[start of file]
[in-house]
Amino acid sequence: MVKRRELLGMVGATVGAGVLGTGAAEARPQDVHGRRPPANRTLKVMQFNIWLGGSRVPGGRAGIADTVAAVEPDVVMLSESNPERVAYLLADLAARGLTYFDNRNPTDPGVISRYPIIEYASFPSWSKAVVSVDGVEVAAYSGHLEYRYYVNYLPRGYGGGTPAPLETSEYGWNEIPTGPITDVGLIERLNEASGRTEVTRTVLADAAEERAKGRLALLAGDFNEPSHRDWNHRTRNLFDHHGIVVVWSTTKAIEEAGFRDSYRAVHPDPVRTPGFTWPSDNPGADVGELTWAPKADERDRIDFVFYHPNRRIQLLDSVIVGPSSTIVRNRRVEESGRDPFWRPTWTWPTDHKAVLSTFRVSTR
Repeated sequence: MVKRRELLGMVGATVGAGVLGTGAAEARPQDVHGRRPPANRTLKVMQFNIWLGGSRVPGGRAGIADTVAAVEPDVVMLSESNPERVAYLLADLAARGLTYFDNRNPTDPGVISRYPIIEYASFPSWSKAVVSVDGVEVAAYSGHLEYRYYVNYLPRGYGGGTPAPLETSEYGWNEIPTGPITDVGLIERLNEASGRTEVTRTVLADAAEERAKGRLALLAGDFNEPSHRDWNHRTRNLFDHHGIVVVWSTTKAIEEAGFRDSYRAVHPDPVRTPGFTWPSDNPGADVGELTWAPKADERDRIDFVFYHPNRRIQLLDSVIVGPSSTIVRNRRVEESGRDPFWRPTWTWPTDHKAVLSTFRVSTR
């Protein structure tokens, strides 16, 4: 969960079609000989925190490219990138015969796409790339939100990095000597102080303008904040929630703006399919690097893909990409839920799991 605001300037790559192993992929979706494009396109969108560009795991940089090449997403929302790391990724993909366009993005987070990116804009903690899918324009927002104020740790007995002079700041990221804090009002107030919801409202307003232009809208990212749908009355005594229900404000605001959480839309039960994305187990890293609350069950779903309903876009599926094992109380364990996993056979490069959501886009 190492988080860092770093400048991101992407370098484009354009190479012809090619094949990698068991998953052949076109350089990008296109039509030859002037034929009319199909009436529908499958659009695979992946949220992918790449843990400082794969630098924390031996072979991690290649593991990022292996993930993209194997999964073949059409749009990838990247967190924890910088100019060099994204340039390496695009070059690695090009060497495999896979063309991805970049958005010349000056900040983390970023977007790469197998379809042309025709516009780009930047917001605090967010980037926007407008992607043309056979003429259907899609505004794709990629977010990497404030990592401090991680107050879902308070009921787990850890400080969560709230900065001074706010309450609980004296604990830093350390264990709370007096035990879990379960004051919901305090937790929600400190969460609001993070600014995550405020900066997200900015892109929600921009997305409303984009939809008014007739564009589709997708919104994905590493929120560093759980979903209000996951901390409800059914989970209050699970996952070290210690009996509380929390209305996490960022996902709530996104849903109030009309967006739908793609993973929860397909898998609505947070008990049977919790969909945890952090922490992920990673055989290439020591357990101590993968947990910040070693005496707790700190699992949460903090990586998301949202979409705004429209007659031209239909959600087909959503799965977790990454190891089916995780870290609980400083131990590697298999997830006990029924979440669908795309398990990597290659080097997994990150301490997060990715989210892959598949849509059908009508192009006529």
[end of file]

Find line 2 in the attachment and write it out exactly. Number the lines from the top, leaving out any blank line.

Amino acid sequence: MVKRRELLGMVGATVGAGVLGTGAAEARPQDVHGRRPPANRTLKVMQFNIWLGGSRVPGGRAGIADTVAAVEPDVVMLSESNPERVAYLLADLAARGLTYFDNRNPTDPGVISRYPIIEYASFPSWSKAVVSVDGVEVAAYSGHLEYRYYVNYLPRGYGGGTPAPLETSEYGWNEIPTGPITDVGLIERLNEASGRTEVTRTVLADAAEERAKGRLALLAGDFNEPSHRDWNHRTRNLFDHHGIVVVWSTTKAIEEAGFRDSYRAVHPDPVRTPGFTWPSDNPGADVGELTWAPKADERDRIDFVFYHPNRRIQLLDSVIVGPSSTIVRNRRVEESGRDPFWRPTWTWPTDHKAVLSTFRVSTR